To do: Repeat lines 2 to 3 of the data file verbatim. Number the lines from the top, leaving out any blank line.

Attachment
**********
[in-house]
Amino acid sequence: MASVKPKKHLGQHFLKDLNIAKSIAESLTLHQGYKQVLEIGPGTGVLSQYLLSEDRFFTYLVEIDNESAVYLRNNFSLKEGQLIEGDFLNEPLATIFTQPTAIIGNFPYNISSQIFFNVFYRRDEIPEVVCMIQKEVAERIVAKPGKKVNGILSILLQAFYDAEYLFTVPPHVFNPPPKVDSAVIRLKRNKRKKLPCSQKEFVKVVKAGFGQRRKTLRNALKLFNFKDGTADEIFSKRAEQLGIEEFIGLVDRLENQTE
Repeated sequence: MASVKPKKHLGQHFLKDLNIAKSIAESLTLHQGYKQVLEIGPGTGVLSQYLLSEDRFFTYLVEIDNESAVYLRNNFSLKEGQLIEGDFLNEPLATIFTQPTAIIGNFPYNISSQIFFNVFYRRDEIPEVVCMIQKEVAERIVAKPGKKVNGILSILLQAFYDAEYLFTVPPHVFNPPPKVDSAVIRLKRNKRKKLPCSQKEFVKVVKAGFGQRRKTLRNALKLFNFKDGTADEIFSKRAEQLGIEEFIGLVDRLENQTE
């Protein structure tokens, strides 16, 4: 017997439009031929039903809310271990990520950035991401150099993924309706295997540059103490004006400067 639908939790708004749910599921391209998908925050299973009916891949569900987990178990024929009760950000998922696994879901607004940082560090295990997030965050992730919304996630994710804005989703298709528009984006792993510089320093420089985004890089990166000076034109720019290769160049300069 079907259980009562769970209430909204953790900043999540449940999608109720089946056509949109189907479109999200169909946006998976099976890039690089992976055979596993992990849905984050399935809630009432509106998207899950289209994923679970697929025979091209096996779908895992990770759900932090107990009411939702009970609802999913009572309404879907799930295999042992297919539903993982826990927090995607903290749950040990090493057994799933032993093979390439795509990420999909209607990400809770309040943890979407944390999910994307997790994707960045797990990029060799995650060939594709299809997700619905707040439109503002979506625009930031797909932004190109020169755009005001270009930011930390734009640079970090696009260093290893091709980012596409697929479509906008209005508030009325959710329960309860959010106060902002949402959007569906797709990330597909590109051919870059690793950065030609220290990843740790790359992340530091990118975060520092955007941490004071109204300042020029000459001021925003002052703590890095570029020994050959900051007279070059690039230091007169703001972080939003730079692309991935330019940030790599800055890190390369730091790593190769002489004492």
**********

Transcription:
Amino acid sequence: MASVKPKKHLGQHFLKDLNIAKSIAESLTLHQGYKQVLEIGPGTGVLSQYLLSEDRFFTYLVEIDNESAVYLRNNFSLKEGQLIEGDFLNEPLATIFTQPTAIIGNFPYNISSQIFFNVFYRRDEIPEVVCMIQKEVAERIVAKPGKKVNGILSILLQAFYDAEYLFTVPPHVFNPPPKVDSAVIRLKRNKRKKLPCSQKEFVKVVKAGFGQRRKTLRNALKLFNFKDGTADEIFSKRAEQLGIEEFIGLVDRLENQTE
Repeated sequence: MASVKPKKHLGQHFLKDLNIAKSIAESLTLHQGYKQVLEIGPGTGVLSQYLLSEDRFFTYLVEIDNESAVYLRNNFSLKEGQLIEGDFLNEPLATIFTQPTAIIGNFPYNISSQIFFNVFYRRDEIPEVVCMIQKEVAERIVAKPGKKVNGILSILLQAFYDAEYLFTVPPHVFNPPPKVDSAVIRLKRNKRKKLPCSQKEFVKVVKAGFGQRRKTLRNALKLFNFKDGTADEIFSKRAEQLGIEEFIGLVDRLENQTE